Tigertail Movie Review

Writer-director Alan Yang's "Tigertail" feels like the filmmaker let us into his deepest memories, trusting his audience with some of the most personal stories of his life. You must respect when a writer or director trusts their audience with something that feels so personal because, like any piece of art, a film is susceptible to scrutiny. "Tigertail" is very much a first film - rambling, messy, and filled with big ideas - but at some turns, it feels like that was precisely Yang's point.

"Tigertail" flows at a languid pace, traveling back and forth in time. The pacing of the movie is akin to Alfonso Cuaron's "Roma," though certainly not as polished or stately, and takes its time unfolding and drawing you in ("Tigertail" is only 90 minutes long but feels a bit longer).
The movie opens with young Pin-Jui, who lost his father at a very young age. Pin-Jui lives with his mother and when he gets older (played by Hong-Chi Lee), he goes to work with her at a factory. As a young man, Pin-Jui feels protective of his mother, ensuring she is kept safe in the workplace. He feels it's his duty but he can't help but to yearn for more out of his life. He goes out on a few dates with Yuan (Yo-Hsing), who he becomes quite infatuated with, even as his desire to leave Taiwan continues to grow. There's a tender connection between Pin-Jui and Yuan but he leaves for America with Zhenzhen (Kunjue Li), in an arranged coupling of sorts, and heads to New York City.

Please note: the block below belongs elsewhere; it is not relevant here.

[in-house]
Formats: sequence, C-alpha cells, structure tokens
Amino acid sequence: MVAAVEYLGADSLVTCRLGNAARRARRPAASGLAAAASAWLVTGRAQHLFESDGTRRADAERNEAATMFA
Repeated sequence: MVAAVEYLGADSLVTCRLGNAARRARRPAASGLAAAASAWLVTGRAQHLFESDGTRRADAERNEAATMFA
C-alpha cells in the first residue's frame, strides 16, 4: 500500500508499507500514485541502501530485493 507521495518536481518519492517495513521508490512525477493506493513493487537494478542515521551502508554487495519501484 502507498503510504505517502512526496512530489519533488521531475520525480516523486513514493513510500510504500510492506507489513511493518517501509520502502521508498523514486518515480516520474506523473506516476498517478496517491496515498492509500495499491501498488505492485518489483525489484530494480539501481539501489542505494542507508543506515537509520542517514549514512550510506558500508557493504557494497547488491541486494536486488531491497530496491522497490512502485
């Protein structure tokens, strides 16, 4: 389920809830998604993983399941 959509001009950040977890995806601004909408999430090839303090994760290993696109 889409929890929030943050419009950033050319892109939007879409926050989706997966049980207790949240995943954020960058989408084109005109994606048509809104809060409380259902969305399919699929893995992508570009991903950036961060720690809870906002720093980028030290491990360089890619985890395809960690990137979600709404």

As young Pin-Jui sets up life in New York, "Tigertail" cuts back-and-forth in time, introducing us to present day Pin-Jui (the great Tzi Ma), now going by the Americanized name Grover, who narrates the film. The once hopeful Pin-Jui seems to have disappeared as time went on. Present day Pin-Jui is more removed from the world, which causes friction with his only daughter Angela (Christine Ko). The cutting creates a bit of a haphazard structure at times but the reasoning is clear: Yang wants to show life then and life now for Pin-Jui and document the character's immigration story. Life in America is the goal for young Pin-Jui, but Ma's quiet but forceful performance as the present-day Pin-Jui juxtaposes the character's desire and reality.

Yang shoots parts of "Tigertail" in 16mm, which gives the scenes from the past a textured feel and emphasizes the film's transition into memory from reality. It's a beautiful device to show shifts in time and character reflection, but "Tigertail" could have benefited from tighter editing to create a more impactful emotional wallop - not to say it isn't an affecting picture.

"Tigertail" is now available on Netflix - not to be confused with the other "Tiger" thing they are now showing.
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About Wanni Arachchige Udara Madusanka Perera

Hey, I'm Perera! I will try to give you technology reviews(mobile,gadgets,smart watch & other technology things), Automobiles, News and entertainment for built up your knowledge.
Tigertail Movie Review Tigertail Movie Review Reviewed by Wanni Arachchige Udara Madusanka Perera on Tuesday, April 28, 2020 Rating:

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